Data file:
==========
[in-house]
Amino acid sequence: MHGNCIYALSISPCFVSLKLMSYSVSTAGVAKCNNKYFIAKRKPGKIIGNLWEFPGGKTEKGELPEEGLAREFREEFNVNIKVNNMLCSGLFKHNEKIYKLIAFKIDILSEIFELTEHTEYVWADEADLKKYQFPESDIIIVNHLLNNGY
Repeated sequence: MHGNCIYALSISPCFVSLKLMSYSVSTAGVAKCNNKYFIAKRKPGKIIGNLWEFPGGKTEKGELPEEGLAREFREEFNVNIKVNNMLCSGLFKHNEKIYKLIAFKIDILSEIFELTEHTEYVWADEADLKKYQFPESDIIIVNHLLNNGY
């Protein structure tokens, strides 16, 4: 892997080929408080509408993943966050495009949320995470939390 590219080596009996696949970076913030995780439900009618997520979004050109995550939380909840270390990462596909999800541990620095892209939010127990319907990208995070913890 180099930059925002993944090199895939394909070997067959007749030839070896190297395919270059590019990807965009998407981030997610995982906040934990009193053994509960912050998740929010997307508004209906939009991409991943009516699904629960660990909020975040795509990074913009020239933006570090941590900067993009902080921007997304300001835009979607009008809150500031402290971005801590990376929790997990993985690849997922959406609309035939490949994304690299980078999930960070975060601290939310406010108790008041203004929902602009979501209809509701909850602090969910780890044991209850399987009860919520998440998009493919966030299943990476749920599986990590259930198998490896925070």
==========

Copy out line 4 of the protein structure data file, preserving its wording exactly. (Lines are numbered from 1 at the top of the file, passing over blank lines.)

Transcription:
């Protein structure tokens, strides 16, 4: 892997080929408080509408993943966050495009949320995470939390 590219080596009996696949970076913030995780439900009618997520979004050109995550939380909840270390990462596909999800541990620095892209939010127990319907990208995070913890 180099930059925002993944090199895939394909070997067959007749030839070896190297395919270059590019990807965009998407981030997610995982906040934990009193053994509960912050998740929010997307508004209906939009991409991943009516699904629960660990909020975040795509990074913009020239933006570090941590900067993009902080921007997304300001835009979607009008809150500031402290971005801590990376929790997990993985690849997922959406609309035939490949994304690299980078999930960070975060601290939310406010108790008041203004929902602009979501209809509701909850602090969910780890044991209850399987009860919520998440998009493919966030299943990476749920599986990590259930198998490896925070």